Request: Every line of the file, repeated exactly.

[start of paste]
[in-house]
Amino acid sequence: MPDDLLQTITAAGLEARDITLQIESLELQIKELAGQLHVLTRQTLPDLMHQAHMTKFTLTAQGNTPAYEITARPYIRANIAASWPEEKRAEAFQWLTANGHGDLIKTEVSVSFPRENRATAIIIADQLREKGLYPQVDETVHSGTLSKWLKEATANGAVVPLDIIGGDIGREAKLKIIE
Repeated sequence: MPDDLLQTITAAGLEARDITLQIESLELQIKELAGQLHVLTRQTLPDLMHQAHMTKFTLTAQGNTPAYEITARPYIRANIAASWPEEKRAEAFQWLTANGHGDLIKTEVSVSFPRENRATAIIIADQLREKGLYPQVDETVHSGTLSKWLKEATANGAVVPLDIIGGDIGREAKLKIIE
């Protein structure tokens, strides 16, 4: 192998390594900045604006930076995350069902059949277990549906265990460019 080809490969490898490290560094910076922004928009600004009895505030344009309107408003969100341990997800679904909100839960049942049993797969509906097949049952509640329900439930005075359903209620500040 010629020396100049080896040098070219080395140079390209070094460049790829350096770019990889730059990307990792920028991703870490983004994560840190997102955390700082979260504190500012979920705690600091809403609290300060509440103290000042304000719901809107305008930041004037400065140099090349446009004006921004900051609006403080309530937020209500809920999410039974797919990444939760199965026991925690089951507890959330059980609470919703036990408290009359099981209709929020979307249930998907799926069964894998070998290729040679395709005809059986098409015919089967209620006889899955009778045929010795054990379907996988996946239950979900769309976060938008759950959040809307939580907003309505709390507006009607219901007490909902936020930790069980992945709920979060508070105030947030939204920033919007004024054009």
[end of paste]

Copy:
[in-house]
Amino acid sequence: MPDDLLQTITAAGLEARDITLQIESLELQIKELAGQLHVLTRQTLPDLMHQAHMTKFTLTAQGNTPAYEITARPYIRANIAASWPEEKRAEAFQWLTANGHGDLIKTEVSVSFPRENRATAIIIADQLREKGLYPQVDETVHSGTLSKWLKEATANGAVVPLDIIGGDIGREAKLKIIE
Repeated sequence: MPDDLLQTITAAGLEARDITLQIESLELQIKELAGQLHVLTRQTLPDLMHQAHMTKFTLTAQGNTPAYEITARPYIRANIAASWPEEKRAEAFQWLTANGHGDLIKTEVSVSFPRENRATAIIIADQLREKGLYPQVDETVHSGTLSKWLKEATANGAVVPLDIIGGDIGREAKLKIIE
């Protein structure tokens, strides 16, 4: 192998390594900045604006930076995350069902059949277990549906265990460019 080809490969490898490290560094910076922004928009600004009895505030344009309107408003969100341990997800679904909100839960049942049993797969509906097949049952509640329900439930005075359903209620500040 010629020396100049080896040098070219080395140079390209070094460049790829350096770019990889730059990307990792920028991703870490983004994560840190997102955390700082979260504190500012979920705690600091809403609290300060509440103290000042304000719901809107305008930041004037400065140099090349446009004006921004900051609006403080309530937020209500809920999410039974797919990444939760199965026991925690089951507890959330059980609470919703036990408290009359099981209709929020979307249930998907799926069964894998070998290729040679395709005809059986098409015919089967209620006889899955009778045929010795054990379907996988996946239950979900769309976060938008759950959040809307939580907003309505709390507006009607219901007490909902936020930790069980992945709920979060508070105030947030939204920033919007004024054009």